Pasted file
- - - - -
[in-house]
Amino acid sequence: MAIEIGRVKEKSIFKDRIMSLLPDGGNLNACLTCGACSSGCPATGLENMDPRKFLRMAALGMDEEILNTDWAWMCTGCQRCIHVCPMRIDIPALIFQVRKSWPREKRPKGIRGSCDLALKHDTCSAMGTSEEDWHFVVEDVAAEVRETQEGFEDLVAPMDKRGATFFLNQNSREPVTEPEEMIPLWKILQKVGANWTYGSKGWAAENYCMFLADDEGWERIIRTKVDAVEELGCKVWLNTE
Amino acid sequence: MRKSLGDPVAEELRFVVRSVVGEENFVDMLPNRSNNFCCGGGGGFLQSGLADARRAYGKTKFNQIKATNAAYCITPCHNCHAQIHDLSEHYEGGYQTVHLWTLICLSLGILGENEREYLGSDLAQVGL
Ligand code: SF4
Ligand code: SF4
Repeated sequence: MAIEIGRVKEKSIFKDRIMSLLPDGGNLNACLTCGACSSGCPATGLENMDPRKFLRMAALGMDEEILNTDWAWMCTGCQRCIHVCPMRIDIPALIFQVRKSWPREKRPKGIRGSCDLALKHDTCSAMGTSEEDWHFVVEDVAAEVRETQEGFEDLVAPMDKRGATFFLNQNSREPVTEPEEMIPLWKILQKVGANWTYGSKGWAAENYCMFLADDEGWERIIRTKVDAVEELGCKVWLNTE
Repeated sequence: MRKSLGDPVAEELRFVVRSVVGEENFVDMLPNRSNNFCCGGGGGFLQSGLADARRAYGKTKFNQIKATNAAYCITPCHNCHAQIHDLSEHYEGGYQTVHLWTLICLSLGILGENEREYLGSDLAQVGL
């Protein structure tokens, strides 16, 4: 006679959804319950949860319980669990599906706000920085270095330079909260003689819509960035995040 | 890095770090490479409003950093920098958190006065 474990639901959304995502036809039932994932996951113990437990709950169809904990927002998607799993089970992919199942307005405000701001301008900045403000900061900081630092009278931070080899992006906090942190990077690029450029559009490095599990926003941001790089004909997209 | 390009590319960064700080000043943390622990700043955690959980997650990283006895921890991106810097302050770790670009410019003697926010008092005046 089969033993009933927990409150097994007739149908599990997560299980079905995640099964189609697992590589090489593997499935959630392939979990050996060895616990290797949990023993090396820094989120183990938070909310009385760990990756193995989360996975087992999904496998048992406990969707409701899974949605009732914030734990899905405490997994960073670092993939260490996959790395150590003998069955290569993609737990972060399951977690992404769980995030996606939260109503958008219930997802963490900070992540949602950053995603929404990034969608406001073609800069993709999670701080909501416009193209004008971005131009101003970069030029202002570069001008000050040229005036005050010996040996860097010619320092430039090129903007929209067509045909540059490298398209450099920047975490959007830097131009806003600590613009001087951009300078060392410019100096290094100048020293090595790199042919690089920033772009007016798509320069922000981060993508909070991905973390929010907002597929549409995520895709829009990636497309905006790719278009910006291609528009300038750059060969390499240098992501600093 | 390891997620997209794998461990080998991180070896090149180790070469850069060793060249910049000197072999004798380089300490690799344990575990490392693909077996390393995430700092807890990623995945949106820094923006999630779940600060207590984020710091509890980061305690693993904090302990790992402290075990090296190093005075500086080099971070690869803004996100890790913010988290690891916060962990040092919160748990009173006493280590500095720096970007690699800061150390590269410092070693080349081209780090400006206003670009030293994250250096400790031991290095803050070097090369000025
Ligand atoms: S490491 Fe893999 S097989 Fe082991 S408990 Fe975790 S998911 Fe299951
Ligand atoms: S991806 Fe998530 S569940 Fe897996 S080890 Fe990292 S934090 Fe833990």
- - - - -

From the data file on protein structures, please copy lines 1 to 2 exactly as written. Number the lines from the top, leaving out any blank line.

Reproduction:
[in-house]
Amino acid sequence: MAIEIGRVKEKSIFKDRIMSLLPDGGNLNACLTCGACSSGCPATGLENMDPRKFLRMAALGMDEEILNTDWAWMCTGCQRCIHVCPMRIDIPALIFQVRKSWPREKRPKGIRGSCDLALKHDTCSAMGTSEEDWHFVVEDVAAEVRETQEGFEDLVAPMDKRGATFFLNQNSREPVTEPEEMIPLWKILQKVGANWTYGSKGWAAENYCMFLADDEGWERIIRTKVDAVEELGCKVWLNTE